I think this was one of those times when I should have asked “How does the evidence support [idea]? How does the evidence conflict with [idea]?” But honestly, I don’t think it would have helped. We ended up just staring at each other in mutual incomprehension. It might have been more helpful if I had asked them to remind me what they meant by phase shift, or why we were asking this question at all. I think what I actually did was ok: let it go and focus on the thing they’re curious about (why circuits with two capacitors or two resistors don’t have phase shift at all). It just resulted in a gnawing irritation that has blossomed into full-fledged (and uselessly irrelevant) anger now, 10 hours later.
In my mind, the evidence is either conclusive, or there is some question that needs addressing, or there is some flaw in the experiment that needs to be fixed, or… something! I honestly don’t care what the problem is, or whether there’s a problem with the data. But when it’s none of the above, I’m at a loss.
Tentative conclusion about me
I was overwhelmed with a knee-jerk reaction of “appalled” and couldn’t, in the moment, think how it was possible for someone to contradict themselves so blatantly and fail to notice.
Tentative conclusion about the presenting students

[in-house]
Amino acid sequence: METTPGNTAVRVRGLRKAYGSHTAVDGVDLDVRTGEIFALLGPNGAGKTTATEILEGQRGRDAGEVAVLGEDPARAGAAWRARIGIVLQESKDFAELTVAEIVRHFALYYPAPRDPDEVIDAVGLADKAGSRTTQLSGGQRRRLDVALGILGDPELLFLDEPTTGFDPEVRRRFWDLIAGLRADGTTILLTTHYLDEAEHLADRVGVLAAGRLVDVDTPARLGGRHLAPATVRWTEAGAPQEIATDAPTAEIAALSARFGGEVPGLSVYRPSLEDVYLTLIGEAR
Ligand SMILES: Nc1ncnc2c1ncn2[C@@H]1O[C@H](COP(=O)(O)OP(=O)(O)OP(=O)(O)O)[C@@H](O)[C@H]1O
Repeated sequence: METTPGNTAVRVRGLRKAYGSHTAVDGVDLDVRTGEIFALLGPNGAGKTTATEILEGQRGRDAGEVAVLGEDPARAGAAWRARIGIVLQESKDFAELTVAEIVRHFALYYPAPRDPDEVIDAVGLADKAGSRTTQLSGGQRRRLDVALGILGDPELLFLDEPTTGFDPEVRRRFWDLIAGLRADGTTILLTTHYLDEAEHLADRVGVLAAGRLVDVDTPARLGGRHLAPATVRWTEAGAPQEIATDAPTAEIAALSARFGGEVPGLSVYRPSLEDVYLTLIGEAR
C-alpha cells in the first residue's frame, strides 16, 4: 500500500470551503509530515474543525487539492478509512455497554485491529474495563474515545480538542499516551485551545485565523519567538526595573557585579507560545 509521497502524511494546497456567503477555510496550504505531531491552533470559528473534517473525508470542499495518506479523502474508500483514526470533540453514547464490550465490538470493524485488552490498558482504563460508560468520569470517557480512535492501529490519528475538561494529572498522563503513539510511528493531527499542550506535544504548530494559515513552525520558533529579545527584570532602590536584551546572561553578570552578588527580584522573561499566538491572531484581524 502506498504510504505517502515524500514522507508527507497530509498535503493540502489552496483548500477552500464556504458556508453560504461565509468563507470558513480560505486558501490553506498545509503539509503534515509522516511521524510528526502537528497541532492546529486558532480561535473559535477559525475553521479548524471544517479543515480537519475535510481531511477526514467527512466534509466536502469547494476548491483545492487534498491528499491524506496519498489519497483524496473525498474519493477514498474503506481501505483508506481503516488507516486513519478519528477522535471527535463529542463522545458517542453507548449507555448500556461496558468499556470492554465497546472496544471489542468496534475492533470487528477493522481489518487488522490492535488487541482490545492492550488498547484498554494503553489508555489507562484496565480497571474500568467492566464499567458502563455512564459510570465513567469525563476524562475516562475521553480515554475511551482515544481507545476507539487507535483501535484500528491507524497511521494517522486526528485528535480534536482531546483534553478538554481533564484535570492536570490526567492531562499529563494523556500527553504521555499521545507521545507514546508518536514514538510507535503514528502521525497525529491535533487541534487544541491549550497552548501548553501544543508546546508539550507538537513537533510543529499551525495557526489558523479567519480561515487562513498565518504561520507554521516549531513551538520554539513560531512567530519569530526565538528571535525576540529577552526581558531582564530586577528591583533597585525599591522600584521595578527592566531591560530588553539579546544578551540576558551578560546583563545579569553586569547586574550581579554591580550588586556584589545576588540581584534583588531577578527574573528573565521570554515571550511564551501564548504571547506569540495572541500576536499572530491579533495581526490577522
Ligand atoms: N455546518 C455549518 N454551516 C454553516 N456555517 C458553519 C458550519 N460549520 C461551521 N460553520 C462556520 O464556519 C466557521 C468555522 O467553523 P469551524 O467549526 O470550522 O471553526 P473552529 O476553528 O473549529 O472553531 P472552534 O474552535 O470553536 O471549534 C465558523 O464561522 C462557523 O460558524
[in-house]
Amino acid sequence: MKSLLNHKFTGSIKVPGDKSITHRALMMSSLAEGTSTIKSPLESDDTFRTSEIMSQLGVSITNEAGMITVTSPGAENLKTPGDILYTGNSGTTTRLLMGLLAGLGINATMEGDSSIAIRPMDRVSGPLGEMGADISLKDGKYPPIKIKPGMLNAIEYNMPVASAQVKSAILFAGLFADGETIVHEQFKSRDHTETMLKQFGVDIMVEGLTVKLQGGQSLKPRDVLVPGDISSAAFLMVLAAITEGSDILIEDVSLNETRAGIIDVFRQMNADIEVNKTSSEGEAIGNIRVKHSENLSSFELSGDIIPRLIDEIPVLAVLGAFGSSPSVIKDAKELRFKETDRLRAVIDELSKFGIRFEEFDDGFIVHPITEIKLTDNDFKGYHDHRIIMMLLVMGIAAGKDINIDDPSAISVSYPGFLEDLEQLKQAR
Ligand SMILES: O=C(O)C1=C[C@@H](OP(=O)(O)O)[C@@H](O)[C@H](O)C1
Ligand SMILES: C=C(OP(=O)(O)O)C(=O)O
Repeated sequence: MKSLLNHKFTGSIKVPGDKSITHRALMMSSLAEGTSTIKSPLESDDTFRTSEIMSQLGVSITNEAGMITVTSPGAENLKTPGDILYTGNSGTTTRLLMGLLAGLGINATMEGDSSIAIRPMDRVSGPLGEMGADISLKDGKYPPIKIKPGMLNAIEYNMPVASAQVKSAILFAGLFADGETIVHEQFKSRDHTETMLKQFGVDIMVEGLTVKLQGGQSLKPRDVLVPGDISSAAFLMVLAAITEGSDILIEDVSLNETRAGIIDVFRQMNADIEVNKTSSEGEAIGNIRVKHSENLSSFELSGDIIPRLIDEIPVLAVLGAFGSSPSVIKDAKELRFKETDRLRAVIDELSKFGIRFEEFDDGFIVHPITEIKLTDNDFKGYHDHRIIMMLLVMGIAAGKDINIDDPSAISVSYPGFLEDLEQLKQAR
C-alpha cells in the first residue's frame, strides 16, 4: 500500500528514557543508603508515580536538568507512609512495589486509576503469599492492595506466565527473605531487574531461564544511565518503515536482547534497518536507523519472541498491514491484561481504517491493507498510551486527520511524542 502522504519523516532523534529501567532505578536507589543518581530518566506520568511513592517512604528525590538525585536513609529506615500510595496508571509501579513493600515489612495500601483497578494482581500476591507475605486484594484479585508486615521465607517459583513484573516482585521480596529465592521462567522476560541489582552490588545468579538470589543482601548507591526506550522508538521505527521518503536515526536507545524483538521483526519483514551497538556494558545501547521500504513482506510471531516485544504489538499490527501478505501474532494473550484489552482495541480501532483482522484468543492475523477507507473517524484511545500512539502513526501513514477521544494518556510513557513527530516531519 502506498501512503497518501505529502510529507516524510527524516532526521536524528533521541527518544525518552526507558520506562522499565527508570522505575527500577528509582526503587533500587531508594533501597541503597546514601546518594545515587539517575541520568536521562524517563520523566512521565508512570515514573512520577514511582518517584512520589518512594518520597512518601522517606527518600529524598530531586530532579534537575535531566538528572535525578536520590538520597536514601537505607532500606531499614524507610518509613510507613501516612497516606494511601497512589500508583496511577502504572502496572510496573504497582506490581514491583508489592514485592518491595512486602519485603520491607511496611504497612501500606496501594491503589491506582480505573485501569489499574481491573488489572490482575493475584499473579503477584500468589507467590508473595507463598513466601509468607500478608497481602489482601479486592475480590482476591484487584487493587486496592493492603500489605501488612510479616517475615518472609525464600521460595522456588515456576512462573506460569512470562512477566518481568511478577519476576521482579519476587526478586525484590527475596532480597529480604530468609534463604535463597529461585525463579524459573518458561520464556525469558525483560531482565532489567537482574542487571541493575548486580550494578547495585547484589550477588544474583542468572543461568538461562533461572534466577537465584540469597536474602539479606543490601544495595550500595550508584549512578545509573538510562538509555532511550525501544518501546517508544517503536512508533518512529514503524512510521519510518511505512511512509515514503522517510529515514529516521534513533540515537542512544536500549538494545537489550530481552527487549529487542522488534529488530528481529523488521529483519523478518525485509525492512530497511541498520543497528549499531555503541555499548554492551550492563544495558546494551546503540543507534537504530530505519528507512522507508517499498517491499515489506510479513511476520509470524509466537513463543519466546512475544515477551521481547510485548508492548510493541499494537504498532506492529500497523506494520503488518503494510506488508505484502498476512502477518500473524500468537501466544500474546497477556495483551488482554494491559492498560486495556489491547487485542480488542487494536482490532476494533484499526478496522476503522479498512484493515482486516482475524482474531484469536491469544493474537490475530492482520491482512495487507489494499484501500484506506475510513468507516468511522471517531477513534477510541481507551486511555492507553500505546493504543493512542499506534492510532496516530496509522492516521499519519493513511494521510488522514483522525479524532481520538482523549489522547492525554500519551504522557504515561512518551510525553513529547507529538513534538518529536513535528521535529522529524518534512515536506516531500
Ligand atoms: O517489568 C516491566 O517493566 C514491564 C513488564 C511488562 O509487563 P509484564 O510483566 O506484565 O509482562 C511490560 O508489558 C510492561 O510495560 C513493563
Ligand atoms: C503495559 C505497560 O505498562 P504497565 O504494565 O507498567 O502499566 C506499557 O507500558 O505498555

They had forgotten what phase shift meant, exactly (they analyzed the data yesterday, and proposed the question last week) so it wasn’t making any pictures in their heads. There are too many new ideas in play for them to be able to hold all of them in their attention at once, and their mental “RAM” was occupied thinking about how capacitors charge up. I know this because, having resisted the temptation to cancel class and go home, we later discussed why a capacitor reads “open” on an ohmmeter. The students unleashed a flood of high-quality questions, like “maybe the ohmmeter can’t measure the resistance because the charged capacitor is fighting the ohmmeter’s current, the way two opposing batteries do.” “Can we put it in a wheatstone bridge to measure its resistance?” and “Can you make a DC supply with a cap? It could charge up and then shoot out steady current to make it steadier.” (connections, cause, clarity…). They’re really into the idea of “charging up” and “discharging” the capacitor right now.